Last Surviving Plains Indian War Chief Dies at 102


Joseph Medicine Crow, the last surviving war chief of Montana’s Crow Tribe, has died at the age of 102.

According to NBC News, the celebrated historian passed away at a hospice facility in Billings, Mont. on April 3. Medicine Crow was known for his incredible bravery during World War II, where he fearlessly completed the four tasks necessary to become a war chief. These tasks included touching an enemy without killing him, stealing an enemy’s horse, taking an enemy’s weapon and leading a successful war party. During his time at war, he also secretly wore war paint under his uniform and a sacred eagle feather beneath his helmet.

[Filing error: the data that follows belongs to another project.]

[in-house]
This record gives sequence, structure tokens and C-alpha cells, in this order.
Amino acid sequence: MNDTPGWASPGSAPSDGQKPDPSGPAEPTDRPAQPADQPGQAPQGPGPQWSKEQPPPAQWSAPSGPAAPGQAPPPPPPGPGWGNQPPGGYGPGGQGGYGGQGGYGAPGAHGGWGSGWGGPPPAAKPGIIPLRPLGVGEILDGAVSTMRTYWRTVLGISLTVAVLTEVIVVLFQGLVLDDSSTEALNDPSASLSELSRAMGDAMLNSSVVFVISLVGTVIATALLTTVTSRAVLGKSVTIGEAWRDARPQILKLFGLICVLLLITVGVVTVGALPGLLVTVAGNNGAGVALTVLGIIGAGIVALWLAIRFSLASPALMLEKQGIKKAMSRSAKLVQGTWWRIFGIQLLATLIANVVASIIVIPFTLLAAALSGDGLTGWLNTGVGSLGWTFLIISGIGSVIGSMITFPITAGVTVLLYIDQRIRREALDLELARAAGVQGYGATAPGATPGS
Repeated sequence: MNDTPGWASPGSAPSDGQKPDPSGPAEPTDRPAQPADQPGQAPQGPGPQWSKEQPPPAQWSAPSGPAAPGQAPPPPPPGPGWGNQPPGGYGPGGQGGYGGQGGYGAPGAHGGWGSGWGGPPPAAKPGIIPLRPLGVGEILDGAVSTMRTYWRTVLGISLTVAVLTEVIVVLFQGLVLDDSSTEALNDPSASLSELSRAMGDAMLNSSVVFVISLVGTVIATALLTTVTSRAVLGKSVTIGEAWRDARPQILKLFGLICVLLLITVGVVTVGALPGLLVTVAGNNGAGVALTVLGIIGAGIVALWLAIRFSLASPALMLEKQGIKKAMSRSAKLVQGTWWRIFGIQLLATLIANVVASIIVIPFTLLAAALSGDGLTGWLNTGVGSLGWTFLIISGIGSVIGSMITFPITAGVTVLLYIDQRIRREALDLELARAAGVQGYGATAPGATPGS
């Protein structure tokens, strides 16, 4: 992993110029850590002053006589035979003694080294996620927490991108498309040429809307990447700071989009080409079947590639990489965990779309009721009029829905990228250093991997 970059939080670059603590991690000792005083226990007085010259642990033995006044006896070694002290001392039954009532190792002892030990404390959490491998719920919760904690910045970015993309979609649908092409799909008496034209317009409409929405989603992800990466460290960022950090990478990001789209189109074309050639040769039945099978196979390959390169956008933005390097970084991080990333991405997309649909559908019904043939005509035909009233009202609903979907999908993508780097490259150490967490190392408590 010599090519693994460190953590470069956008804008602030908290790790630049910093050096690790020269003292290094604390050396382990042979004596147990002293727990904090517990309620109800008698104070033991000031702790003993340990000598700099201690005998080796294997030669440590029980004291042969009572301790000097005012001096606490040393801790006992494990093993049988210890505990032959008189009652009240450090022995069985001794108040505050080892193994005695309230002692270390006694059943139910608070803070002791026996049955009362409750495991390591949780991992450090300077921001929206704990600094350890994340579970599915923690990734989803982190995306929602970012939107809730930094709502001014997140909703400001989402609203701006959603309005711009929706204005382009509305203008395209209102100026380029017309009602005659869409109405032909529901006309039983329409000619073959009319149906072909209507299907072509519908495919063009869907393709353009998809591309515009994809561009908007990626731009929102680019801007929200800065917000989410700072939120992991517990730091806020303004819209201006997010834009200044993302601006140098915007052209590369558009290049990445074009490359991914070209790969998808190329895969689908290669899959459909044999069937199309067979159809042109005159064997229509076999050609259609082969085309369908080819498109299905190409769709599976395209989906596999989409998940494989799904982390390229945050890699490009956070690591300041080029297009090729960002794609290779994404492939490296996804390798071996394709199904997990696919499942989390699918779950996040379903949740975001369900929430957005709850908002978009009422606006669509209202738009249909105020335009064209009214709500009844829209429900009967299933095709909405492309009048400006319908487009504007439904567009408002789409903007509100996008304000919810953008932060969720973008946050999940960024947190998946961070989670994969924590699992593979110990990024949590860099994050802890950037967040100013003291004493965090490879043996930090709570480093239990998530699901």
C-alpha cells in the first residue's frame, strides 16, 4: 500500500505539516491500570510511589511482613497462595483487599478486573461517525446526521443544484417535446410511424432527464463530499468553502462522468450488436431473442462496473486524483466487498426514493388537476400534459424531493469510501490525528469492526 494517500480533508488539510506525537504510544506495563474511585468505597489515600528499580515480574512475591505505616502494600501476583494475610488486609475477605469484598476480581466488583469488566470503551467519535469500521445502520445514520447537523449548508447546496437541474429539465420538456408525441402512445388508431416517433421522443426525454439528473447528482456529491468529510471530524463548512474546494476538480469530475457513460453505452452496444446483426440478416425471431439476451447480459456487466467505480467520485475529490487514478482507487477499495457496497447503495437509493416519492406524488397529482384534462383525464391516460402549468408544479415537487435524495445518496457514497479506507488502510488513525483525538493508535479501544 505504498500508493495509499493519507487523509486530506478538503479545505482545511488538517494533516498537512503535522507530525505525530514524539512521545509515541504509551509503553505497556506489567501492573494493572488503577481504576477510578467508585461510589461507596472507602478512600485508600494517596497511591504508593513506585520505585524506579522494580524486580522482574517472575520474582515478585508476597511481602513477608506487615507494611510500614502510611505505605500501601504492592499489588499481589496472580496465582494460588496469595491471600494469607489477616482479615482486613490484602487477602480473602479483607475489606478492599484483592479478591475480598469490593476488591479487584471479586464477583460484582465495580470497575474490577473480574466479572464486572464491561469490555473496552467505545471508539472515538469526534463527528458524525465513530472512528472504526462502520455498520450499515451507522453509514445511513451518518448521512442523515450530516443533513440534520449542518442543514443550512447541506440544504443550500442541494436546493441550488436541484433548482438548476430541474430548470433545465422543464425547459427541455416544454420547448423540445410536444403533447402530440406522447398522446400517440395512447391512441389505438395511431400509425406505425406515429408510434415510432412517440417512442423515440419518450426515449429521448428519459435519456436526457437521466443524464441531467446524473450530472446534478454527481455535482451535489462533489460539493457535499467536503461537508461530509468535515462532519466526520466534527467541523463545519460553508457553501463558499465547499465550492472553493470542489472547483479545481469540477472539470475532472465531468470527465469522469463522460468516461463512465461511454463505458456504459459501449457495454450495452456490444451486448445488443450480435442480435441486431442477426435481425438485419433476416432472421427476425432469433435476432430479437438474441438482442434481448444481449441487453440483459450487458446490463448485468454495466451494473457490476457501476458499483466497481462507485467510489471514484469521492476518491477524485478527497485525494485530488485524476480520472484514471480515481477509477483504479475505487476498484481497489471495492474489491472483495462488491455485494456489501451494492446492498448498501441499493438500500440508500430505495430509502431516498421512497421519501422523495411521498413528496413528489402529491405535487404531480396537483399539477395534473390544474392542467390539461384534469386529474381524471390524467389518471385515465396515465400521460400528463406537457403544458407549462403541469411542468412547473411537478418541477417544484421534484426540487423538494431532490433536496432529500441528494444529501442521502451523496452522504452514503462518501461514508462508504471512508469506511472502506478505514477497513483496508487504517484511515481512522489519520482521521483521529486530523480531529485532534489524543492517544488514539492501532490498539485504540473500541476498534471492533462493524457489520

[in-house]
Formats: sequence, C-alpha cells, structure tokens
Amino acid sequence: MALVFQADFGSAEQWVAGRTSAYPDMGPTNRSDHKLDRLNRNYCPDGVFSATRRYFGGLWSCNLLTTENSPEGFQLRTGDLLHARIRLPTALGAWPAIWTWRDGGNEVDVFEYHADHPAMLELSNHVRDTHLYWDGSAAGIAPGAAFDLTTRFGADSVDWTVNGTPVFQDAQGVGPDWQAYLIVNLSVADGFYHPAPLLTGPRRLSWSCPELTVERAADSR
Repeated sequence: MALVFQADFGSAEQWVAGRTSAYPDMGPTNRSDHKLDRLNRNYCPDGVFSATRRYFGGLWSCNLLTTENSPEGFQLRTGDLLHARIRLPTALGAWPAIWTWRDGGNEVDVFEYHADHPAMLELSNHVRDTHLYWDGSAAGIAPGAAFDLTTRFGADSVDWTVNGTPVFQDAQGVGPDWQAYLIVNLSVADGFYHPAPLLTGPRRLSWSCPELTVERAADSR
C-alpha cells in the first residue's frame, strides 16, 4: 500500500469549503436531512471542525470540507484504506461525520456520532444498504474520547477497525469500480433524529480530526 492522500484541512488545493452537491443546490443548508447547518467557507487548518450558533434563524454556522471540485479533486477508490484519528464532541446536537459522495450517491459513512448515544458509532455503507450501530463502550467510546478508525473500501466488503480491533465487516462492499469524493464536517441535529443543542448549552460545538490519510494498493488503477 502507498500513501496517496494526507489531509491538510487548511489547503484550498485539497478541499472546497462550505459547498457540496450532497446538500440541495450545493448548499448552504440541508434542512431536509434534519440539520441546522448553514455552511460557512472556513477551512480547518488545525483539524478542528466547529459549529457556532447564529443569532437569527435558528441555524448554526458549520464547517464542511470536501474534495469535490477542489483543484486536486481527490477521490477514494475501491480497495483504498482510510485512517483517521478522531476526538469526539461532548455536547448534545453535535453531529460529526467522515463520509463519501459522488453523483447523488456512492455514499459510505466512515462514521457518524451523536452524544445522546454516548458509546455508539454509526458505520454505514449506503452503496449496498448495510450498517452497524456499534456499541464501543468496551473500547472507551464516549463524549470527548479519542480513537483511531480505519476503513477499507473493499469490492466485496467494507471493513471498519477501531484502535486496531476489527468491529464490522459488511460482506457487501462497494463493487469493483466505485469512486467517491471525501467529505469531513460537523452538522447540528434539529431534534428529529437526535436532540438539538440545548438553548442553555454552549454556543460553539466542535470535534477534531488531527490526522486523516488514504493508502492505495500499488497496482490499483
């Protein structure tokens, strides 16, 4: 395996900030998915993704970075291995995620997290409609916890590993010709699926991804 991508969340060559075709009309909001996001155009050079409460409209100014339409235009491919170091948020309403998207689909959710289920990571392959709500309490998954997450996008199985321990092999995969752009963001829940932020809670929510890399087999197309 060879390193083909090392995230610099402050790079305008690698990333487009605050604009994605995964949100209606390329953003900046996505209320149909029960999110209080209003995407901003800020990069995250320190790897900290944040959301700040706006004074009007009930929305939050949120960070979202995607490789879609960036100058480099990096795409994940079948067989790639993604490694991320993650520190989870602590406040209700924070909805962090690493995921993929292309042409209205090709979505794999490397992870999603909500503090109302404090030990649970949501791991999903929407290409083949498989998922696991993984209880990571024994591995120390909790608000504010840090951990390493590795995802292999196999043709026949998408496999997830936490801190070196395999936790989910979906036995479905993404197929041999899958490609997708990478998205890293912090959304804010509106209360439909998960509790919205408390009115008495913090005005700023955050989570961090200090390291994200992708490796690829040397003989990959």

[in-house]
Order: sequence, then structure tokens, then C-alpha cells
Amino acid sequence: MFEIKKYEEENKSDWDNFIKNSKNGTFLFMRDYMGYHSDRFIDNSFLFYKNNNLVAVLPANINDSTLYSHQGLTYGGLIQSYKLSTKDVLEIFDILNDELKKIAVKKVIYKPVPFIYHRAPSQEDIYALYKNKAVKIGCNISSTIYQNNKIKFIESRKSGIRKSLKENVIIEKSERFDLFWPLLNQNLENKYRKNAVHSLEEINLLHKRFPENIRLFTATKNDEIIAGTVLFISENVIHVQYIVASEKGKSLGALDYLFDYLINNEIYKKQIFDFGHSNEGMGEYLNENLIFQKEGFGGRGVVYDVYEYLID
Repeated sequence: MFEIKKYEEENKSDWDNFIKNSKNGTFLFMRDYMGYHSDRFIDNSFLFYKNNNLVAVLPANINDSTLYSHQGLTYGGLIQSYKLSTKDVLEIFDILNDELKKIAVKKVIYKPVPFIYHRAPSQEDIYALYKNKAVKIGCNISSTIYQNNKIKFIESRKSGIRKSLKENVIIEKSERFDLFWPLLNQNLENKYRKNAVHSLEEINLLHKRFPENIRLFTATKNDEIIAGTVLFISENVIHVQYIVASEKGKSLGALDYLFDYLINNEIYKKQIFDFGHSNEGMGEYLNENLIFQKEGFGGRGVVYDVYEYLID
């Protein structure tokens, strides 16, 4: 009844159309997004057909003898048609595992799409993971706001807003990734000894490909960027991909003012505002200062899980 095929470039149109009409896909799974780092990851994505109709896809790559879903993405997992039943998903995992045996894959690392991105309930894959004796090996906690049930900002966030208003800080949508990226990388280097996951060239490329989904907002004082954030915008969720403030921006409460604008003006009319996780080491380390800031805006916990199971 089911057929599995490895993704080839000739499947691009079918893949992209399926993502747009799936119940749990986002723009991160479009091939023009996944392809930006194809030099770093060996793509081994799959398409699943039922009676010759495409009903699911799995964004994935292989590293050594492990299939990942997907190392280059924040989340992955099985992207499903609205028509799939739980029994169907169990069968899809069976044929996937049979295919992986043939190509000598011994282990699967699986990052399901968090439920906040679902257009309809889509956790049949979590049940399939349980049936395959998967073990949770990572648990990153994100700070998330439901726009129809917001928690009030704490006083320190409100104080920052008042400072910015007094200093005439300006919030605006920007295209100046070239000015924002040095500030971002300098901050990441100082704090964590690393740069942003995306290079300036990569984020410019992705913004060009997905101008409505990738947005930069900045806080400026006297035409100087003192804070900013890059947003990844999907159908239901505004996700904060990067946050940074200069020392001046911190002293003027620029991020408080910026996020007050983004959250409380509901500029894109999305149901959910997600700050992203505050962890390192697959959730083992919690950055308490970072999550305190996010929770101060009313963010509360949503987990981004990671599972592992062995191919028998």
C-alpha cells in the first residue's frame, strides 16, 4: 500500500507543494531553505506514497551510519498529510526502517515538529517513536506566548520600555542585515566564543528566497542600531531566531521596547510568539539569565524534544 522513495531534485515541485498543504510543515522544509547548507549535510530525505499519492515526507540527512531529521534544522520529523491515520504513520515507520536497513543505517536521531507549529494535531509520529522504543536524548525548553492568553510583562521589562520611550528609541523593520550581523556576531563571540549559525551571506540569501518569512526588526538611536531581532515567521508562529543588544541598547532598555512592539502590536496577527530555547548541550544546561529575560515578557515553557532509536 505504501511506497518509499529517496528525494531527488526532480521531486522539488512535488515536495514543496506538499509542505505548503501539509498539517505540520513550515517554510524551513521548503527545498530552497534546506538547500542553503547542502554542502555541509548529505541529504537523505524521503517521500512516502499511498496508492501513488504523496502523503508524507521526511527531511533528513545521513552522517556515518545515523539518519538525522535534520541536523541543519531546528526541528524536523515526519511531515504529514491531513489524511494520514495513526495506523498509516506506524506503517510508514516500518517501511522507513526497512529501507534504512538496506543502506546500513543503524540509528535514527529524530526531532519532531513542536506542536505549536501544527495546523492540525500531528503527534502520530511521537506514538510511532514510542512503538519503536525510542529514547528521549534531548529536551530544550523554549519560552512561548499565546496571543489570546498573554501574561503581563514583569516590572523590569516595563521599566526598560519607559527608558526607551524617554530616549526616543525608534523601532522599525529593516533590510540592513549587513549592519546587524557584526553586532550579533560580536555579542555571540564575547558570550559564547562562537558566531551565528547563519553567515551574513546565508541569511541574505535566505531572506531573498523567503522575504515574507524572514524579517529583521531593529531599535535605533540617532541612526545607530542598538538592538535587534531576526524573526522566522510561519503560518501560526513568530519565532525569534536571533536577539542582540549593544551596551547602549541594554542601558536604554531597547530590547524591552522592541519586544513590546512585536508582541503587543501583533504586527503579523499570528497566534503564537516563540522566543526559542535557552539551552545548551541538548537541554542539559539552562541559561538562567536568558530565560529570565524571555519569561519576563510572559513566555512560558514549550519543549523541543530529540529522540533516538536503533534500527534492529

With Medicine Crow’s death, the world has also lost “the last living person with a direct oral history from a participant of the Battle of Little Bighorn in 1876,” according to the National Parks Service. After the war, he became a tribal historian and anthropologist, and wrote many works on the Battle and his tribe’s history.

“Joe was a Crow War Chief, veteran, elder, historian, author, and educator,” Montana Gov. Steve Bullock said in a statement. “His legacy will forever serve as an inspiration for all Native Americans — and all Montanans.”

Click below to watch a segment from Ken Burns’ 2007 documentary “The War,” which tells part of Medicine Crow’s incredible story.

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Last Surviving Plains Indian War Chief Dies at 102